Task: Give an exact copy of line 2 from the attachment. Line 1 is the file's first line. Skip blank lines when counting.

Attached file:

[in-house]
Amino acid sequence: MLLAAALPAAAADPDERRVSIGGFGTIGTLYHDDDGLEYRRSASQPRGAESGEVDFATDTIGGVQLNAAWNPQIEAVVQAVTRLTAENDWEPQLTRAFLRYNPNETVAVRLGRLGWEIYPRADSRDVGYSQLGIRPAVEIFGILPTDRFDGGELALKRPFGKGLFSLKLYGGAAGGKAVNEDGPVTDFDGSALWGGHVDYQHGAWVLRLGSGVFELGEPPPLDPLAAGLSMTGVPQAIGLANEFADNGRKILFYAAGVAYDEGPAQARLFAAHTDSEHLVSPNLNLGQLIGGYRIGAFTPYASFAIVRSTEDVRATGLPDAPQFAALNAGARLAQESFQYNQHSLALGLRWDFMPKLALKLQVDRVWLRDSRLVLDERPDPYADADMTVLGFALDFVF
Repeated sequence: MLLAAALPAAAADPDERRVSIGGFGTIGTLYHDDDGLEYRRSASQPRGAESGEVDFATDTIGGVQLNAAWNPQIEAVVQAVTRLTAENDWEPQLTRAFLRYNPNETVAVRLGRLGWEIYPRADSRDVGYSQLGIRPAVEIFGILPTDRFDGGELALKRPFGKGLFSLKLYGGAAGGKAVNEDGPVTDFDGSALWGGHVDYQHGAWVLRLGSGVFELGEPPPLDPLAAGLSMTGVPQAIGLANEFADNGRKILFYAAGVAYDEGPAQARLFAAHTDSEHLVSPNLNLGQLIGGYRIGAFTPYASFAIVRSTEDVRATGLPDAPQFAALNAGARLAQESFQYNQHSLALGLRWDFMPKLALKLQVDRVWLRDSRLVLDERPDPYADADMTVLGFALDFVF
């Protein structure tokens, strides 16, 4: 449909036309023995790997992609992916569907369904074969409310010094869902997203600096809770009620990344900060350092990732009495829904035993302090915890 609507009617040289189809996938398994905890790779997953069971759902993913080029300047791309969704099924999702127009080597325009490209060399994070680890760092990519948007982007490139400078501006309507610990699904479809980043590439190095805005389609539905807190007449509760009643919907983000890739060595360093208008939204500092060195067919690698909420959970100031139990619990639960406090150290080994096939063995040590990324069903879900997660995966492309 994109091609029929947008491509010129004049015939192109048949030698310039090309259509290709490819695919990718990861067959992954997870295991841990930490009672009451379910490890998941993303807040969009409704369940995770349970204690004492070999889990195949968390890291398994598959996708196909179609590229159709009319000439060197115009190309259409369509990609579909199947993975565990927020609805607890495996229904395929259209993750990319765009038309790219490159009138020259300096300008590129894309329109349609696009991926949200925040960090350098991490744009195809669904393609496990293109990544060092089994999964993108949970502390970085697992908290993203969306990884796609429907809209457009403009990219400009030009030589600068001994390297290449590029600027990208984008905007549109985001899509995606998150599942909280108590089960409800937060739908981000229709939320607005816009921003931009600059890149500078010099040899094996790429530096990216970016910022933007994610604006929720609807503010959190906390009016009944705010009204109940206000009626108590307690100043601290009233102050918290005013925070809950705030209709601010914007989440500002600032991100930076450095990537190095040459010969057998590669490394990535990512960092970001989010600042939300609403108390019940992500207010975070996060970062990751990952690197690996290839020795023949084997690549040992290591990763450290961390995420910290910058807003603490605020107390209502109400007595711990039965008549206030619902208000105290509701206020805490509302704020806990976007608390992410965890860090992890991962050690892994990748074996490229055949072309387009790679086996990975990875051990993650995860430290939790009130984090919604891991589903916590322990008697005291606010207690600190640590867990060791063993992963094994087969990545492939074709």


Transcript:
Amino acid sequence: MLLAAALPAAAADPDERRVSIGGFGTIGTLYHDDDGLEYRRSASQPRGAESGEVDFATDTIGGVQLNAAWNPQIEAVVQAVTRLTAENDWEPQLTRAFLRYNPNETVAVRLGRLGWEIYPRADSRDVGYSQLGIRPAVEIFGILPTDRFDGGELALKRPFGKGLFSLKLYGGAAGGKAVNEDGPVTDFDGSALWGGHVDYQHGAWVLRLGSGVFELGEPPPLDPLAAGLSMTGVPQAIGLANEFADNGRKILFYAAGVAYDEGPAQARLFAAHTDSEHLVSPNLNLGQLIGGYRIGAFTPYASFAIVRSTEDVRATGLPDAPQFAALNAGARLAQESFQYNQHSLALGLRWDFMPKLALKLQVDRVWLRDSRLVLDERPDPYADADMTVLGFALDFVF